Where delay claims are concerned, construction contracts frequently contain special provisions limiting any recovery. Such clauses, commonly referred to as “no damages for delays” provisions, allow contractors to seek extensions of time to the project schedule but do not permit recovery of extra costs caused by delays. Thus, a contractor could avoid liquidated damages by obtaining a time extension but might still be on the hook for other unanticipated costs. Some jurisdictions enforce these clauses more rigorously, while others allow exceptions under certain circumstances. Maryland courts, for example, enforce these provisions more strictly than courts in Virginia or the District of Columbia.
Track Your Costs
Proper tracking and documentation can help contractors preserve delay claims seeking extra time and money. Accordingly, contractors should record in real-time all costs associated with delays, including extended job supervision, overhead, equipment costs, wage escalation, inefficiencies, financing, and reduced job opportunities. These records will substantiate a claim, position the contractor to prevail, and enhance recovery.
Create a Paper Trail
While construction contracts often contain strict notice provisions, contractors can improve their claim by going beyond providing notice only. Documenting project communications and directions can be crucial.
If you cannot proceed with scheduled work because of lack of access, photograph the obstruction and send a letter. If multiple trades are stacked contrary to the schedule, make a note. Directions are often given verbally in the field, so confirming the direction in writing can save proving the direction later. Daily logs, serial letters, photographs, and emails help build the claim because they reflect actual project conditions. Emails sent when an issue arises that attach documentation (such as photographs or drawings) can be particularly effective as a project record.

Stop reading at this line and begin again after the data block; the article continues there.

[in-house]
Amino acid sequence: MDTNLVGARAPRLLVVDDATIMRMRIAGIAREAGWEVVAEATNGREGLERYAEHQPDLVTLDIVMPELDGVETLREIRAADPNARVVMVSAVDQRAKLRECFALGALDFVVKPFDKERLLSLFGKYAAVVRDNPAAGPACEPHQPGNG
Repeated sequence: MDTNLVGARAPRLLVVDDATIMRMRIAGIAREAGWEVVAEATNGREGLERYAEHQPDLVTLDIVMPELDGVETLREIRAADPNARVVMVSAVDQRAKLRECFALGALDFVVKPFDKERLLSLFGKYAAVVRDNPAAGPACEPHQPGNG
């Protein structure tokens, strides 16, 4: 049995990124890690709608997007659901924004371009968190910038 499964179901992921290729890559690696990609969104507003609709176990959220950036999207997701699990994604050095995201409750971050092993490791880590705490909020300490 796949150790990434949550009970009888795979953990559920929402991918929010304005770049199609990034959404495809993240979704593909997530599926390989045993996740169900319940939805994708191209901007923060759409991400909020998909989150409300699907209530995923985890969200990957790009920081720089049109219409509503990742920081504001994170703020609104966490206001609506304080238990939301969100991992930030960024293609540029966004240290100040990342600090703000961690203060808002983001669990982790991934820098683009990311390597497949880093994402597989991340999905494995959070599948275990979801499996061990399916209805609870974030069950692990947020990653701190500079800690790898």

Watch Out for Release Language
Industry practice requires most contractors to execute lien waivers or partial releases on a monthly basis as a pre-condition to payment. Oftentimes, despite the document’s title, the release language is much broader than a partial release of lien. These waivers typically contain language “waiving” or “releasing all claim rights” beyond just lien rights. Some will explicitly release all claims simply through the waiver’s signature date, including any claims for costs resulting from delays. Others will explicitly release all future claims that the contractor is not even aware of yet. Broad release language is not limited to just partial releases but frequently is buried in change orders as well. Unfortunately, it is not atypical for a contractor to be confronted with a significant delay claim that appears waived because the contractor signed a lien waiver or change order. It is therefore essential to understand the terms of the forms before you sign and take steps to preserve your claim.
While construction delays are inevitable, do not get caught flat-footed. Knowing your contract and having protocols in place is essential to preserving claims. The coordination between project administration and management and establishing good practices will put you in the best position to recover. This small measure of prevention can help you protect your company against more serious financial consequences.